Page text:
The Bear Should Just Be A Weekly Series

The Bear, on the other hand, could not be more intent on delivering a self-contained, wholly satisfying treat in one episode that’s just one course of the larger meal. Like prestige heavy-hitters Mad Men, The Sopranos or Breaking Bad before it, even if it’s only a half-hour, the installments are rich enough to power discourse for a full seven days between drops, easily. Can you imagine what an event season 2’s Christmas flashback episode “Fishes”—which plays like someone hired the Safdies to direct a Hallmark movie—would’ve been if it rang off for a whole week? Or the brilliant “Forks,” the superior Richie-centric episode that follows? We’d talk about them with the same fervor and attention that we gave the Red Wedding or “The Suitcase.”

That’s the kind of unified viewing experience that turns popular shows into monocultural events; that leaves an indelible mark on the real-time watchers and hands out a heavy case of FOMO to anyone out of the loop. Sure, someone streaming Succession for the first time right now is still going to enjoy “Connor’s Wedding” when they get there, but remember what it was like to watch it in real time that Sunday night? That’s a feeling that’s been in short supply of late, and one that The Bear—while maybe not quite up to the high bar of the examples I’ve named—nevertheless absolutely has the range to deliver on.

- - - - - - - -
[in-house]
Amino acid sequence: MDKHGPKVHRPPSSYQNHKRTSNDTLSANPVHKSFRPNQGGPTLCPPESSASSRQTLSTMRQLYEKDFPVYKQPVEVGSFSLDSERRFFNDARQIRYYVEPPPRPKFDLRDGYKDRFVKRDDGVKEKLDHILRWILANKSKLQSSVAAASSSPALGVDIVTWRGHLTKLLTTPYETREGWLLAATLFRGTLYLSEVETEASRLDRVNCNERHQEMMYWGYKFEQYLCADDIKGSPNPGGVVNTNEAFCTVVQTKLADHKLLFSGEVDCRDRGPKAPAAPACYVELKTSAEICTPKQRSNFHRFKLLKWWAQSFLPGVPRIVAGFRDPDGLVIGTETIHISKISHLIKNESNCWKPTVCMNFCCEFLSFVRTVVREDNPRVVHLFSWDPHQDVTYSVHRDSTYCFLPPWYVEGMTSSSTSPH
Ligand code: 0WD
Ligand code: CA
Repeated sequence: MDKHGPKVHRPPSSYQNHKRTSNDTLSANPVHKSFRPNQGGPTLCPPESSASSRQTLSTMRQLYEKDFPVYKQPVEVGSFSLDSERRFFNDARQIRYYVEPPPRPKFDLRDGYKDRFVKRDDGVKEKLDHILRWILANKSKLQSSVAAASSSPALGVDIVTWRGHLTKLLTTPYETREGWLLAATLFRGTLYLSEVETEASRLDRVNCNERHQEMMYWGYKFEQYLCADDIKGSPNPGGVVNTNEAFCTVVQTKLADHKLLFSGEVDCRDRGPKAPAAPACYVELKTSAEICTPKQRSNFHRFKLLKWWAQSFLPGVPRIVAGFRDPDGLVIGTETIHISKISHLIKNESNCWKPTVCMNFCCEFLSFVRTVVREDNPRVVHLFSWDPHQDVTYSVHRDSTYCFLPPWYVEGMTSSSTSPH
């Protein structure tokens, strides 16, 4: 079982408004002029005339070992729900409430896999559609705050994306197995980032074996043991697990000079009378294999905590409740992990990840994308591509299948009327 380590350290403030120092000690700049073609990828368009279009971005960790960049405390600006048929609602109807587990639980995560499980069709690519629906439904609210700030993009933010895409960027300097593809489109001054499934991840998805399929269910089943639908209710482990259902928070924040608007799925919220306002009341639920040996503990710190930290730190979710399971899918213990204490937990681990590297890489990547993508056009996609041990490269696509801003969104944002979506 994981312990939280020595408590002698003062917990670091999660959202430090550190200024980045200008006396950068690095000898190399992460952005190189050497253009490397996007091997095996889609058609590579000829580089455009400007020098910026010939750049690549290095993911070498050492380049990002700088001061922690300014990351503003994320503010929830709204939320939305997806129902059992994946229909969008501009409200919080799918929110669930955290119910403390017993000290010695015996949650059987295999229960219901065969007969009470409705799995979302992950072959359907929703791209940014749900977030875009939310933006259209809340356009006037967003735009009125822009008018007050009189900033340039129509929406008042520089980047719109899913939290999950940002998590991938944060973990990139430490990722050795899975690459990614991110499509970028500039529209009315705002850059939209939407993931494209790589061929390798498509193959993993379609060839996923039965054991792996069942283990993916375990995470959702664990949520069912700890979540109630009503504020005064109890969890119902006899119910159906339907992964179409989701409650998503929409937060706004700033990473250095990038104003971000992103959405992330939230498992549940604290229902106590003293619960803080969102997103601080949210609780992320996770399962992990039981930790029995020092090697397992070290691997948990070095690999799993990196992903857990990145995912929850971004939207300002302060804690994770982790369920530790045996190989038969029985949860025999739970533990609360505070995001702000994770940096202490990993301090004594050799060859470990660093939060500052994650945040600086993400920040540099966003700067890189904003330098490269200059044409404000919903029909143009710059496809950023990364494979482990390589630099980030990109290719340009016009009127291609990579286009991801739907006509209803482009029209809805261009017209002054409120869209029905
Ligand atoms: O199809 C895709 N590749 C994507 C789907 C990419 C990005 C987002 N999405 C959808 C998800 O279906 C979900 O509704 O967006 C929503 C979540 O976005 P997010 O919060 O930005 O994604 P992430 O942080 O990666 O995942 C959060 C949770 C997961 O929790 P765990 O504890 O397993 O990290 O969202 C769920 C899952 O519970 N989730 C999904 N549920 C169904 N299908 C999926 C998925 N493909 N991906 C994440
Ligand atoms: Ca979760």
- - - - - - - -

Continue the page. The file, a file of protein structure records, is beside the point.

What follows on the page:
But instead, the decision-makers at Hulu and/or FX (and maybe even Storer and Calo, who knows?) don’t seem concerned with delivering on that aspect of the prestige experience. Instead we’re once again going to have to enjoy this thing buffet-style, with viewers watching at their own pace and writers and editors like myself likely rushing through to keep up with the content arms race—and then your one friend who isn’t tapped in to TV like that will start texting the group chat about it in August.

In 2021, when The Bear was just a half-hour dramedy no one was quite sure of, hedging the bet with a splashy all-at-once drop made sense. Now, though? The show is an awards-season beast, with Jeremy Allen White and Ayo Edebiri minted into stars and Ebon Moss-Bachrach and Lionel Boyce not far behind them. Some heathens like the chaos that Netflix hath wrought; I and a strong, growing minority long for the essence of watercooler TV, even if half of us work from home now. It would’ve been an unreasonable dream five years ago, but with the rise of Apple TV+ and Disney+ originals, we’ve been reminded that week-to-week is still possible. And if there’s any show out right now that deserves to be enjoyed in the traditional sense, it’s this one. It’s how I felt last year, and it’s a sentiment that’s only become more widely shared going into Year 3—cries that have sadly fallen on deaf ears. Oh well, we’ll always have Season 4, perhaps. For now: See you all at the starting line tonight at 9PM.

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